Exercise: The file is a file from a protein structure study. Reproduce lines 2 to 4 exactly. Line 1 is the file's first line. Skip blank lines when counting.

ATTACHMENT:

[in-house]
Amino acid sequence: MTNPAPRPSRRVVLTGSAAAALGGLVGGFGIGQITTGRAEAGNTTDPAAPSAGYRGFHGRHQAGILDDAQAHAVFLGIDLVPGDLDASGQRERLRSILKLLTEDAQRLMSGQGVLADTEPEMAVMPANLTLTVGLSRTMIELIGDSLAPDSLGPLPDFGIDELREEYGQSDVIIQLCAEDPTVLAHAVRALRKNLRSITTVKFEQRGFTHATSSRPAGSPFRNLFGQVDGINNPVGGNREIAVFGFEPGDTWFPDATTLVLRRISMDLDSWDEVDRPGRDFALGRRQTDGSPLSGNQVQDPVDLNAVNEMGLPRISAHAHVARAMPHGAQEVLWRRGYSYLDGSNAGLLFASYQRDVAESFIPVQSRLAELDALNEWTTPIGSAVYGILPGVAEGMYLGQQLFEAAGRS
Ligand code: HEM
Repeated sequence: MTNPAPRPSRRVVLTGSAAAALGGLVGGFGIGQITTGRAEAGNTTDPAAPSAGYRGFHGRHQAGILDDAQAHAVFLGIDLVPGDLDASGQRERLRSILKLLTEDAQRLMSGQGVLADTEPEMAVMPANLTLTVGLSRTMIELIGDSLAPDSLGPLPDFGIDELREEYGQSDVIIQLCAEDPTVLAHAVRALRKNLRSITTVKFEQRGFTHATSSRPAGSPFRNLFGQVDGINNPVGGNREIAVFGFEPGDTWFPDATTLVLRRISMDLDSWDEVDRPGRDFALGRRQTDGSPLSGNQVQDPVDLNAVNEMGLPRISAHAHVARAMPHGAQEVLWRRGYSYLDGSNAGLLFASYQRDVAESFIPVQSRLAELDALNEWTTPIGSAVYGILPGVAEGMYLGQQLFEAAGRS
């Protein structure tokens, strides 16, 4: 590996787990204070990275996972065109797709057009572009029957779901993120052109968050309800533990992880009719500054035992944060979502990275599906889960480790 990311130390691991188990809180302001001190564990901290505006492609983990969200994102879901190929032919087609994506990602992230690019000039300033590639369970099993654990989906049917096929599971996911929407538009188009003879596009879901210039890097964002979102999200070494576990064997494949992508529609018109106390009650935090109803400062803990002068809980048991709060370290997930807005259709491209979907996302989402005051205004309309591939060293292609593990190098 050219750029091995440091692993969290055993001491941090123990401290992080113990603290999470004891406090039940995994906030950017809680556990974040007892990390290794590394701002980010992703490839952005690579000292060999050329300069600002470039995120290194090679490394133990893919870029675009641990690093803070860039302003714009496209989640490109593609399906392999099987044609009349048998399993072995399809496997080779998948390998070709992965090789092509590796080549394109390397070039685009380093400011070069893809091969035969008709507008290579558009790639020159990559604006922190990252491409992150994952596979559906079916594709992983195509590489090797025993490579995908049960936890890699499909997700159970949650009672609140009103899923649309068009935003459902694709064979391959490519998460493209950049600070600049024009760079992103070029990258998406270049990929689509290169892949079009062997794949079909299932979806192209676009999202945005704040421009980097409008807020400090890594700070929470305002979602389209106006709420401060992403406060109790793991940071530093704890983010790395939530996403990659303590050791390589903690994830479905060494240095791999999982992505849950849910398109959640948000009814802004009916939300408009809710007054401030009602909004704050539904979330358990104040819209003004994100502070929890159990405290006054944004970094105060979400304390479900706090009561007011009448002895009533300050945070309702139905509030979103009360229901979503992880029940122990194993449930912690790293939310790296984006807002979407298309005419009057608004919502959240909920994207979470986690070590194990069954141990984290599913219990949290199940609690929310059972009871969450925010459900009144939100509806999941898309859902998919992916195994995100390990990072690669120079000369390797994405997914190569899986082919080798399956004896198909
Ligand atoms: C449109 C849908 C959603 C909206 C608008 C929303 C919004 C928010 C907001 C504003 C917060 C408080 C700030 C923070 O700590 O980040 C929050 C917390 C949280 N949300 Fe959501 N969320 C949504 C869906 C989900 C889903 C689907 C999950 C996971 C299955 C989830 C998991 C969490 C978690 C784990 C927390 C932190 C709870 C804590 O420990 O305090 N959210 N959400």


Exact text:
Amino acid sequence: MTNPAPRPSRRVVLTGSAAAALGGLVGGFGIGQITTGRAEAGNTTDPAAPSAGYRGFHGRHQAGILDDAQAHAVFLGIDLVPGDLDASGQRERLRSILKLLTEDAQRLMSGQGVLADTEPEMAVMPANLTLTVGLSRTMIELIGDSLAPDSLGPLPDFGIDELREEYGQSDVIIQLCAEDPTVLAHAVRALRKNLRSITTVKFEQRGFTHATSSRPAGSPFRNLFGQVDGINNPVGGNREIAVFGFEPGDTWFPDATTLVLRRISMDLDSWDEVDRPGRDFALGRRQTDGSPLSGNQVQDPVDLNAVNEMGLPRISAHAHVARAMPHGAQEVLWRRGYSYLDGSNAGLLFASYQRDVAESFIPVQSRLAELDALNEWTTPIGSAVYGILPGVAEGMYLGQQLFEAAGRS
Ligand code: HEM
Repeated sequence: MTNPAPRPSRRVVLTGSAAAALGGLVGGFGIGQITTGRAEAGNTTDPAAPSAGYRGFHGRHQAGILDDAQAHAVFLGIDLVPGDLDASGQRERLRSILKLLTEDAQRLMSGQGVLADTEPEMAVMPANLTLTVGLSRTMIELIGDSLAPDSLGPLPDFGIDELREEYGQSDVIIQLCAEDPTVLAHAVRALRKNLRSITTVKFEQRGFTHATSSRPAGSPFRNLFGQVDGINNPVGGNREIAVFGFEPGDTWFPDATTLVLRRISMDLDSWDEVDRPGRDFALGRRQTDGSPLSGNQVQDPVDLNAVNEMGLPRISAHAHVARAMPHGAQEVLWRRGYSYLDGSNAGLLFASYQRDVAESFIPVQSRLAELDALNEWTTPIGSAVYGILPGVAEGMYLGQQLFEAAGRS